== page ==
Keizer became an Egyptian icon thanks to his street art during the revolution. He speaks to zenith about the power of art, his experiences in Egyptian jails and why he works anonymously to this day.
zenith: You are among the most important street artists in Egypt. But isn’t the significance of this art form grossly overestimated? Scarcely anything has changed because of it.
Keizer: Street art is necessary, whether it is over- or underestimated. What counts is that there are people who contribute to this global form of expression every day. With the outbreak of the revolution, the street art scene in Egypt exploded.
Yes, but wasn’t it the case that only a small number of young, well-educated cosmopolitan Egyptians communicated among themselves?
There was a whole range of different messages. Many of them even seemed to be neither particularly critical, nor focused on social issues, which are just as important as political ones. Their attention predominantly centred on what was happening in Tahrir Square and the whole ‘The revolution will never die’ thing; the pieces were strongly politically oriented and aggressive. With time the scene slowly began to be whittled down. Only the ambitious ones kept on going.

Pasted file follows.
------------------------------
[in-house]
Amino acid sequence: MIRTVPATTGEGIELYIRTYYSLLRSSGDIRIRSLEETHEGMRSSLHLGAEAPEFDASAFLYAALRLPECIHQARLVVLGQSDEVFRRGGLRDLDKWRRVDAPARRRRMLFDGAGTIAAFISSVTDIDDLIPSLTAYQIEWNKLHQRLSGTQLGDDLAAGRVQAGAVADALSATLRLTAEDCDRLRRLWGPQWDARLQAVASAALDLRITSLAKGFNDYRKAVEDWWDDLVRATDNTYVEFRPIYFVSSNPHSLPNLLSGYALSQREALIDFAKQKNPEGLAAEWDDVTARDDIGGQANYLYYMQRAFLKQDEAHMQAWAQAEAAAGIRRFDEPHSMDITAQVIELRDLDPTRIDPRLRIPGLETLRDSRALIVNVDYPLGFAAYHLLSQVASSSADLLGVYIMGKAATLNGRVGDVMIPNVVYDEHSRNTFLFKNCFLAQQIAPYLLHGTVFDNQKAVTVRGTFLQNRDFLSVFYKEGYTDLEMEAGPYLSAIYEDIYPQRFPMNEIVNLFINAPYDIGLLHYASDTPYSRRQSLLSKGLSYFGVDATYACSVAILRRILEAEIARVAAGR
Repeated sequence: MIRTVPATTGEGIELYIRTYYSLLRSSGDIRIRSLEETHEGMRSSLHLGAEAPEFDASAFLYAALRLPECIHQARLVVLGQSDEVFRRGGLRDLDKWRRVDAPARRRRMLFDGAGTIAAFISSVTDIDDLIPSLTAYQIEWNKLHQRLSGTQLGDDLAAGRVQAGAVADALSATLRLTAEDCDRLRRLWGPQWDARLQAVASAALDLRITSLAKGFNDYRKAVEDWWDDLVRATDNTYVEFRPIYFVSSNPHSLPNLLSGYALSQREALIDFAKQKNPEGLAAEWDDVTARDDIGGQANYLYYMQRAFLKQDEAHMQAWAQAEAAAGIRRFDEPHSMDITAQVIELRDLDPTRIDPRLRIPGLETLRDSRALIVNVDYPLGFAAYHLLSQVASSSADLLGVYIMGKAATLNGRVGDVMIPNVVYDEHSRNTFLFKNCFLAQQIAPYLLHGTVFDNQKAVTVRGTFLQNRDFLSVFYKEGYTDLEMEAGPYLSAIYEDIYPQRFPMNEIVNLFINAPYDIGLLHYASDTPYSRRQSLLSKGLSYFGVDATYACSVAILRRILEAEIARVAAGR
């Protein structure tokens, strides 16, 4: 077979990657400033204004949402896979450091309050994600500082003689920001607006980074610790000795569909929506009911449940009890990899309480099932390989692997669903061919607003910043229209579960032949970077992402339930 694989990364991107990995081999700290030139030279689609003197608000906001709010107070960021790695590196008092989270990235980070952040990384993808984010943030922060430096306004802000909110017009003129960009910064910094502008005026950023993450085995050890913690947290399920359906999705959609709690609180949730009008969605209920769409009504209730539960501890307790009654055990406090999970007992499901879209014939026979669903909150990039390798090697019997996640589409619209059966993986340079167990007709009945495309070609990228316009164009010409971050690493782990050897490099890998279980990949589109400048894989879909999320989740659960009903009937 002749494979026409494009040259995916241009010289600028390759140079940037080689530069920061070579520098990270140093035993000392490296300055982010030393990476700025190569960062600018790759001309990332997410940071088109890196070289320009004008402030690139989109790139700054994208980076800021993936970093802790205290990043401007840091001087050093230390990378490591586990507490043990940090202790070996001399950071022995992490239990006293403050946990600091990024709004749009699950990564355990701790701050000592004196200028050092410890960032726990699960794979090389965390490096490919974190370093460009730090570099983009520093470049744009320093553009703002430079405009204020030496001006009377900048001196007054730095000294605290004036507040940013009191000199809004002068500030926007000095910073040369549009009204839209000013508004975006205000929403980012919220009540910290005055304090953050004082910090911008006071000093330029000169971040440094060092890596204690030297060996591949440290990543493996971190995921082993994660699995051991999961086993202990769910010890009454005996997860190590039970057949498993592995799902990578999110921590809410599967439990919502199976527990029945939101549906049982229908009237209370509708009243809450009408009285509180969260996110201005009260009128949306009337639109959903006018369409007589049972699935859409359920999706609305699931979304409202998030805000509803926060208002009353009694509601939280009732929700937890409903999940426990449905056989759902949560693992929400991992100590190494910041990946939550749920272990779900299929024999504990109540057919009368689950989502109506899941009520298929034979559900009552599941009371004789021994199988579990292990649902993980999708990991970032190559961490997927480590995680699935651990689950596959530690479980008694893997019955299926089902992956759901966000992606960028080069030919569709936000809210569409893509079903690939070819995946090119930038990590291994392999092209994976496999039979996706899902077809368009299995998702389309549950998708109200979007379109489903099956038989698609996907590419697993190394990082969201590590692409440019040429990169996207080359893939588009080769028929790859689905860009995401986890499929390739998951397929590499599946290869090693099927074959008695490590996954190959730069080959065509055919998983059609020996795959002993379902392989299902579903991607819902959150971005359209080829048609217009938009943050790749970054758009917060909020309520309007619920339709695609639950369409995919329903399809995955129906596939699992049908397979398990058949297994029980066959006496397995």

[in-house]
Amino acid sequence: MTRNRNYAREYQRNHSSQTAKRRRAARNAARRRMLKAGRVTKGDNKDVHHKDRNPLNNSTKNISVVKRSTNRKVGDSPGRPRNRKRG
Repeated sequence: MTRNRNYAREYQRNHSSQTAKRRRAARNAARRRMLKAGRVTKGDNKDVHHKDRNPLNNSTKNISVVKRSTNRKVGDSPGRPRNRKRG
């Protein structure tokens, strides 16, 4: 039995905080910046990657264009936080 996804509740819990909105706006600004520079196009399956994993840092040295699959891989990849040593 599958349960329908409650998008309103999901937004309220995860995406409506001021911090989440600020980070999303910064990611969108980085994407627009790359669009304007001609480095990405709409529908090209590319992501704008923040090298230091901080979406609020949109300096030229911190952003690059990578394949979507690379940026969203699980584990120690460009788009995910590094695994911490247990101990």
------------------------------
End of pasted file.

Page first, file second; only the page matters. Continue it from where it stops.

Not least because the police continued to harass street artists...
During the whole revolution it was dangerous. The fact that street art is criminalised shows how important it is – it is a tool that can provoke change by visual means. It provokes so much anxiety among governments that they are willing to fine us, lock us up, torture us. Street art could be the most important medium that there is, because it is so uncensored, unregulated, unattended.
Which concrete changes did street art produce in those years?
If art is sufficiently provocative, it can baffle and stir people – sometimes so much so that they even want to destroy the artwork. Why? Because emotions flare up, whether rage, disappointment, anxiety or uncertainty, that are in conflict with people’s ideologies and convictions. I think that this is how real change begins. Art changes something in people’s psyches. It doesn’t matter if they love it or hate it, it provokes real feelings. That is what we are after. We want to move people, to wake them up.
But that also means you don’t believe such changes can be measured.
No, it can’t be quantified. To do that we’d have to go into every household and find out if the people there had seen such and such an artwork and what kind of feelings they have toward it, as well as toward street art in general. In many countries, the general view is that street art is indeed destruction and vandalism. I think that is due to the confusion of street art with graffiti.
For you, what is the difference?